Taylor Fleming's family chooses tissue and bone donation
Taylor Fleming's family has decided to honor her life by donating her eyes, bone, and tissue to help others who are waiting for transplants. And as our Candace Hopkins found out, that generous gesture is now helping highlight the need for more organ donors throughout the state.
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SYRACUSE, N.Y. -- It's every parent's worst nightmare: their child being taken away by tragedy. But now Taylor Fleming's family will help keep her memory alive by donating her eyes, tissue and bone to help others.
Here in New York State, the need for organ and tissue donations is overwhelming, with almost 10,000 people currently on transplant wait lists. That's according to Rob Kochik, the Executive Director of the Finger Lakes Donor Recovery Network.
"The process begins for organ donation when we receive a call from one of the doctors or nurses at the hospital and they tell us they're taking care of a patient, that has been admitted to the hospital with significant brain injury," said Kochik.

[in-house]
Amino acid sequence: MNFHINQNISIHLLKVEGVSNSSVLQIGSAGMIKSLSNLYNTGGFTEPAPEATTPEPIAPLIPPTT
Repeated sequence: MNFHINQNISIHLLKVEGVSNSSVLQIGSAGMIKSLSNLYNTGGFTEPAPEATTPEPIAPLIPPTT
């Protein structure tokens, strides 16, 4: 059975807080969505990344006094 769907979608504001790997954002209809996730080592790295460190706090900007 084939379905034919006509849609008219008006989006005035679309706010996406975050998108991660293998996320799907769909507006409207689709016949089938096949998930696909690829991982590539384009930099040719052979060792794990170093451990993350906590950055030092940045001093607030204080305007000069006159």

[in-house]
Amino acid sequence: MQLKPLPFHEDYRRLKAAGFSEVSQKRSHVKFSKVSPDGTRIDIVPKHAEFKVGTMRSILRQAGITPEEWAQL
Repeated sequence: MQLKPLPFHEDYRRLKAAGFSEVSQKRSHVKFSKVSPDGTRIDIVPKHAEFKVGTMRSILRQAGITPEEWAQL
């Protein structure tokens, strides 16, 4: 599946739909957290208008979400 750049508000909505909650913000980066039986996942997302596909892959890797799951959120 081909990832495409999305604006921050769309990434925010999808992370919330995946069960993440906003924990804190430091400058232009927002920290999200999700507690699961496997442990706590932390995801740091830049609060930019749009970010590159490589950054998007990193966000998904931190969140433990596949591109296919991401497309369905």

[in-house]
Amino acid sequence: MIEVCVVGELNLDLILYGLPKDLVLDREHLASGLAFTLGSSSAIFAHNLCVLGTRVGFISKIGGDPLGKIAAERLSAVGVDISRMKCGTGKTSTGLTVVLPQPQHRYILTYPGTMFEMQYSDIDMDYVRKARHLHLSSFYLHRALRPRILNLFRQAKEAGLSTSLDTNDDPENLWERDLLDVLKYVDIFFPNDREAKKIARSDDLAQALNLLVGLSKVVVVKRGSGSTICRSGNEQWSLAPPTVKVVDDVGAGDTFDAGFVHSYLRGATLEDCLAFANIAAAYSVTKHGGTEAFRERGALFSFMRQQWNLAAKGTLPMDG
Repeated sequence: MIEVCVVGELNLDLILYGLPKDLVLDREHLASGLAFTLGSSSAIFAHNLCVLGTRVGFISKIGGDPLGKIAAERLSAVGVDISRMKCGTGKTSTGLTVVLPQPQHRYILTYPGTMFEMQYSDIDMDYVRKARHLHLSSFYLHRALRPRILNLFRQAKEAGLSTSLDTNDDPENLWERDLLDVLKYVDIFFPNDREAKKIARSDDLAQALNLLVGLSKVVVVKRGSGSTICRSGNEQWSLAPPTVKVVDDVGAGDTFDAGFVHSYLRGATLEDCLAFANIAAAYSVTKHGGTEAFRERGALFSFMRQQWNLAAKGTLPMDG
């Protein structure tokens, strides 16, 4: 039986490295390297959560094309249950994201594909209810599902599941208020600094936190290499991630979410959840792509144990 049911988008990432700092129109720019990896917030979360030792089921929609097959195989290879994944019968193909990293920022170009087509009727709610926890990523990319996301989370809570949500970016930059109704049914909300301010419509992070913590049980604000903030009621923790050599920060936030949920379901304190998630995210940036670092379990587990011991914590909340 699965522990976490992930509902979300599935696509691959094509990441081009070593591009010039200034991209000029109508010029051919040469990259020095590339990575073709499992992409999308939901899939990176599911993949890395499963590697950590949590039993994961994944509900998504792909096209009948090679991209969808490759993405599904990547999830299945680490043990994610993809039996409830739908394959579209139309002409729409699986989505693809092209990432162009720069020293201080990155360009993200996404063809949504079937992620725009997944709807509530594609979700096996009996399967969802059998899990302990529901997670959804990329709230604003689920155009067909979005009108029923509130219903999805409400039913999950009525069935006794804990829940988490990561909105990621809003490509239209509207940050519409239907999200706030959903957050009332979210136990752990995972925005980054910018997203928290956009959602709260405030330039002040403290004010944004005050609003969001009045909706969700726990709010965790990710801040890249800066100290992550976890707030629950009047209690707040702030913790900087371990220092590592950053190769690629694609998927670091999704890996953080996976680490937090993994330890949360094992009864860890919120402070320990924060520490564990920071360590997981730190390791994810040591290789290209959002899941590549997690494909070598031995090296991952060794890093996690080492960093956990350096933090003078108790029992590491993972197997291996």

It's at that point that many families are forced to make a painful decision to keep their loved-one alive using life support or to end that care and donate their organs.
After doctors determined Fleming was lacking any brain function, her family decided to donate her eyes, tissue and bone, a gift that can help several people.
"For tissue donation, eye donation for cornea transplants, have been done more than one hundred years, and someone can also donate their bone from their arms and their legs, their pelvis, or we can also donate skin and help patients who have suffered from burns," says Kochik.
Kochik says more organ donors are always needed, and they are constantly working to correct false ideas about the process.
"Many people think that it's only patients who are young, and are involved in car accidents that can be organ donors, when in fact we don't really have an upper age limit, so people in their 50s, 60s, 70s, and 80s can also be organ donors and tissue donors," said Kochik.
The hope is that stories like Taylor's, and the countless lives her donation will touch, will inspire others to give their own gift of life.